An Interview With George Manby!

January 13, 2018

We chatted with George about what it is like to be an artist and about sharing art in the digital age.

Follow George on Instagram to see even more of his art.


DISSOLVING FILM: When did you first realize that you wanted to be an artist?

GEORGE MANBY: There's no defining moment, in any career of this nature, as far as I know- but I suppose I couldn't see myself doing anything but working in the creative industry along with like minded people. Whether it be animation or film. I suppose if I can turn my pastime and my favourite part of my day into something that can make people that stumble upon my work happy, and earn me a living then I must get better! And do just that.

Where do you draw inspiration from?

I always ask myself this question, as it's a useful thing to know personally, so that I can be more inspired and pro-active. I would say above all by a massive amount music, other things like films, going round exhibitions, always seem to kick something into action in my imagination if you will.

If you have a process, can you elaborate on it?

I don't believe I have a process, or a route to take in that case. However, I've found the things I see as the most successful, and usually the processes I enjoy the most, are just inspired by something, for example "The Oil" by Hans Zimmer as the song that has inspired me enormously, led me to picture something I could animate and from that, my short film I'm currently drawing came.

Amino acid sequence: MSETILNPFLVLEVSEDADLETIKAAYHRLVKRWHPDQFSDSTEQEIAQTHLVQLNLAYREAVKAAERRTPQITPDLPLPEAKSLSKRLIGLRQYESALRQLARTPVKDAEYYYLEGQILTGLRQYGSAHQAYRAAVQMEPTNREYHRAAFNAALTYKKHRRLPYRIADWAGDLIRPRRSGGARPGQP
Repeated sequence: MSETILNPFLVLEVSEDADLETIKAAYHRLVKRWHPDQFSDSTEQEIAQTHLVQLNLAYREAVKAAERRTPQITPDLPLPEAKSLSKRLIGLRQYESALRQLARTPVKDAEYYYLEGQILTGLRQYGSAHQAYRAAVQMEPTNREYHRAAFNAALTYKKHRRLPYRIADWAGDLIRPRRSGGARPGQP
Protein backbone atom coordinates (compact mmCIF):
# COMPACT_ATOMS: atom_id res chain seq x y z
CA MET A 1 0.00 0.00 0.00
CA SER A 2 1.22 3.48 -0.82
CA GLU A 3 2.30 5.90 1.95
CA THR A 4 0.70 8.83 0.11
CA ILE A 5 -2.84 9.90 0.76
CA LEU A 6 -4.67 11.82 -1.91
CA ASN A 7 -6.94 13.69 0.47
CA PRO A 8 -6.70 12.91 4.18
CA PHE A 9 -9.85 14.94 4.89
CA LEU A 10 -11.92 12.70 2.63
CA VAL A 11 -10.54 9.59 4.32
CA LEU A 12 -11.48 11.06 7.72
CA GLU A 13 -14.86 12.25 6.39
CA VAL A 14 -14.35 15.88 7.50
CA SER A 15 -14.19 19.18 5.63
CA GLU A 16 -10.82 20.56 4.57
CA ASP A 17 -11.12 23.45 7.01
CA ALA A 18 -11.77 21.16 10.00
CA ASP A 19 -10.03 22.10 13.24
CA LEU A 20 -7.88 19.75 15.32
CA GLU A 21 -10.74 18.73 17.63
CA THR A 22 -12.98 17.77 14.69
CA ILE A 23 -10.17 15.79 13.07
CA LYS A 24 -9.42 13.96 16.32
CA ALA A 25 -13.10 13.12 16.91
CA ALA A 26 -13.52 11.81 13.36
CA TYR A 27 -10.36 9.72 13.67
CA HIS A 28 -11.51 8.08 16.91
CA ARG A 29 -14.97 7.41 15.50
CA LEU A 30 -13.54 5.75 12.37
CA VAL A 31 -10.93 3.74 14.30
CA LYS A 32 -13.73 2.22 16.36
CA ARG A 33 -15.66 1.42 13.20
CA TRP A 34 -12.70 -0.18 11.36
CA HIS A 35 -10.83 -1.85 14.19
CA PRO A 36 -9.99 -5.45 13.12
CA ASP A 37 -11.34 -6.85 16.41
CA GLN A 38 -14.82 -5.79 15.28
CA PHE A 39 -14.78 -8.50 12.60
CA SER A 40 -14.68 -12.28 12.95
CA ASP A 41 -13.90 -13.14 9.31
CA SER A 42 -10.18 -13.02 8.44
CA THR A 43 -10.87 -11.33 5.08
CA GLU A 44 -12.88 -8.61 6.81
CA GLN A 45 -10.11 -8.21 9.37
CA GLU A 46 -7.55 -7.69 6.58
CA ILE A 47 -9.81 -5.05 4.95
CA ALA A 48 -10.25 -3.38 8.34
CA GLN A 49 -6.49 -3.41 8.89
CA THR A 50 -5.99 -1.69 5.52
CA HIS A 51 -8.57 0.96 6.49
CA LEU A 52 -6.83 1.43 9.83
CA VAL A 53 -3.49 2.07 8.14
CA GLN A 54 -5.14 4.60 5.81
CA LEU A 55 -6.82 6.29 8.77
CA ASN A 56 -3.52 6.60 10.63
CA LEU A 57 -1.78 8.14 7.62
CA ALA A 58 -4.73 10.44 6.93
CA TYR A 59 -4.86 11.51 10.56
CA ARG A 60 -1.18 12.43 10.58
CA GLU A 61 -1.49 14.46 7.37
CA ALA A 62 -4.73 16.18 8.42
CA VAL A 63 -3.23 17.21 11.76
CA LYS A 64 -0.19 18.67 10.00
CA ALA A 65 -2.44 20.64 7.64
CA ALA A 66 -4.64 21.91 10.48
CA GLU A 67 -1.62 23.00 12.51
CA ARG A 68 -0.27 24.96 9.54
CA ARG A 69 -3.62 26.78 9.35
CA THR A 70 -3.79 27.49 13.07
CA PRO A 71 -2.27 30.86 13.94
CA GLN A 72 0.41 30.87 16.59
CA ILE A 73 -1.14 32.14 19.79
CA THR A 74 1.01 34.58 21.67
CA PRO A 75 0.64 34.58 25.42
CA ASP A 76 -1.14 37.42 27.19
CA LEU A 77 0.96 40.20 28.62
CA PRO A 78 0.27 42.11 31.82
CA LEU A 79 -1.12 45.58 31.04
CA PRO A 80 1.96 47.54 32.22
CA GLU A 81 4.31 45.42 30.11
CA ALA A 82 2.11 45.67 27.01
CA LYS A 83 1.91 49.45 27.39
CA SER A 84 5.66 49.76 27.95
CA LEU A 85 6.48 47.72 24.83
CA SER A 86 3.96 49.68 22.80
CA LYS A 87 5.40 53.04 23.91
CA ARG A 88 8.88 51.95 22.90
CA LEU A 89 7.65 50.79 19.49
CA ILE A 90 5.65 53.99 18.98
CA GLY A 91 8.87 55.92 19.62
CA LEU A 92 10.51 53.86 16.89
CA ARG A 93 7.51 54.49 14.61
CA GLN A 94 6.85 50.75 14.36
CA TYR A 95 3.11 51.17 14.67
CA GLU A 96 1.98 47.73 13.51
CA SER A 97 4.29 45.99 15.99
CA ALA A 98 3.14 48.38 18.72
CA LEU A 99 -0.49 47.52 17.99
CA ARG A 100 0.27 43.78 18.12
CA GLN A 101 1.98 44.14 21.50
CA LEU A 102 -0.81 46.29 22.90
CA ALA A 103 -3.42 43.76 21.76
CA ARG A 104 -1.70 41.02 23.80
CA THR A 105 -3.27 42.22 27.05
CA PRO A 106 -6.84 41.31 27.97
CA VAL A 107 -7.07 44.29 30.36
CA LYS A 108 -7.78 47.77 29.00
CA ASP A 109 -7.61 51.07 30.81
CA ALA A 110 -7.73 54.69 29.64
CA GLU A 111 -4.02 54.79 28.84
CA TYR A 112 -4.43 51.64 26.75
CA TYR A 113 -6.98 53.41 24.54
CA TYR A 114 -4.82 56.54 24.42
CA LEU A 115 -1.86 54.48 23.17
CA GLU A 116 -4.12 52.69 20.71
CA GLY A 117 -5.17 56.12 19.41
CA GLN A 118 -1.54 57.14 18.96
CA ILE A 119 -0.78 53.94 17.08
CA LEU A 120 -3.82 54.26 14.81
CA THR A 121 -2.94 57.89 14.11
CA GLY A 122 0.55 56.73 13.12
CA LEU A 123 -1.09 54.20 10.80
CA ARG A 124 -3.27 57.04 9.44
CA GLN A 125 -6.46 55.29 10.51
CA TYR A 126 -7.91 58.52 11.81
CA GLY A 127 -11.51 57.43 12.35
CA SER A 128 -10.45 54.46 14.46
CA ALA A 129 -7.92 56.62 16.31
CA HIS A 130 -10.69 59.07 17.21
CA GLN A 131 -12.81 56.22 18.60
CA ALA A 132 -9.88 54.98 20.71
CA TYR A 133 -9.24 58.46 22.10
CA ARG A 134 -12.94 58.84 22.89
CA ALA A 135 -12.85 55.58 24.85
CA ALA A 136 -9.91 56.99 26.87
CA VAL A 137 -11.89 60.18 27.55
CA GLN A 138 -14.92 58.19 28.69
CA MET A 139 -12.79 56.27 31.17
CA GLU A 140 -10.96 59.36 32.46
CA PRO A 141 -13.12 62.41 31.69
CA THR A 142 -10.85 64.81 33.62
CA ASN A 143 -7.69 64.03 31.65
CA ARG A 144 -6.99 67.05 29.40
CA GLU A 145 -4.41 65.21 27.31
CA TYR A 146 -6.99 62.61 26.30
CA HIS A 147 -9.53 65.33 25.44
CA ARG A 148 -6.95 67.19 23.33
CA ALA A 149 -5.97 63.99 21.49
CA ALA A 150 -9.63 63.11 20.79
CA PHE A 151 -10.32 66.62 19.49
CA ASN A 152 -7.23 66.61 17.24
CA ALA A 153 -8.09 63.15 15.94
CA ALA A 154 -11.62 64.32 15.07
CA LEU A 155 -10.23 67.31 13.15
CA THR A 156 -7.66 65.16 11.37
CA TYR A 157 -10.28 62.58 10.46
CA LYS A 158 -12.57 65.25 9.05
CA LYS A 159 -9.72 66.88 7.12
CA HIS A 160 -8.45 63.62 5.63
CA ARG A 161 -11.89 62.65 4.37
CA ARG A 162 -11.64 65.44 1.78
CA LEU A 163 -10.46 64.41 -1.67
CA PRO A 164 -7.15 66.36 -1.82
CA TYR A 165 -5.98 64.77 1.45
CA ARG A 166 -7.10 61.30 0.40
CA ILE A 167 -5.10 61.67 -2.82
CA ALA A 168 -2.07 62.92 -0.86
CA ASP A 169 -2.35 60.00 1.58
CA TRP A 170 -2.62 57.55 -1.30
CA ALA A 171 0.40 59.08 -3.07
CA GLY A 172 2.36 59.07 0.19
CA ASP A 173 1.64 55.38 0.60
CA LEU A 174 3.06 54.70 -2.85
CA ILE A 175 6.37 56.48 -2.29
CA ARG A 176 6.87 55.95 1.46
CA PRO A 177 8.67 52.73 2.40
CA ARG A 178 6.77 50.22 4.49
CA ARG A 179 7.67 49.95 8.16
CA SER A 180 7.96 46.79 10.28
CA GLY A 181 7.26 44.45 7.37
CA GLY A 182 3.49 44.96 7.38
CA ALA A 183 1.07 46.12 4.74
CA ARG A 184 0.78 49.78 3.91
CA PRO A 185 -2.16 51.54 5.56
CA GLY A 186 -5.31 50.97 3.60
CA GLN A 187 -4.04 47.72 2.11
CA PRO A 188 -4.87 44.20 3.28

How have you seen your style develop as an artist?

As I'm so young and new to this whole world of 'art' I haven't really developed as an artist usually would've, all I can say is I used to draw as a child as a form of entertainment, I was encouraged by teachers and friends to keep drawing, and as of the past year or so, I've grown eager to try more mediums. And now I'm here! In the last year of school but ready to move into art as a full time student.

What is your favorite and least favorite part about sharing your art with so many people?

I've only really been showing the things I make as of recently because of a positive reaction from the people around me, I of course really love hearing the people I care about and look up to tell me they enjoyed something I made. However, drawing will always be something I do for me, like hobbies are for most people, it's just something I do and it's a positive that people also like to see it.

Do you think being a young artist makes people look at your work differently?

Perhaps? I'd assume my peers know I have a lot to learn. As I do, but it's nice to see people double my age really getting involved with me.


Interview by Zoë Bridgwater and Zoey Martinez

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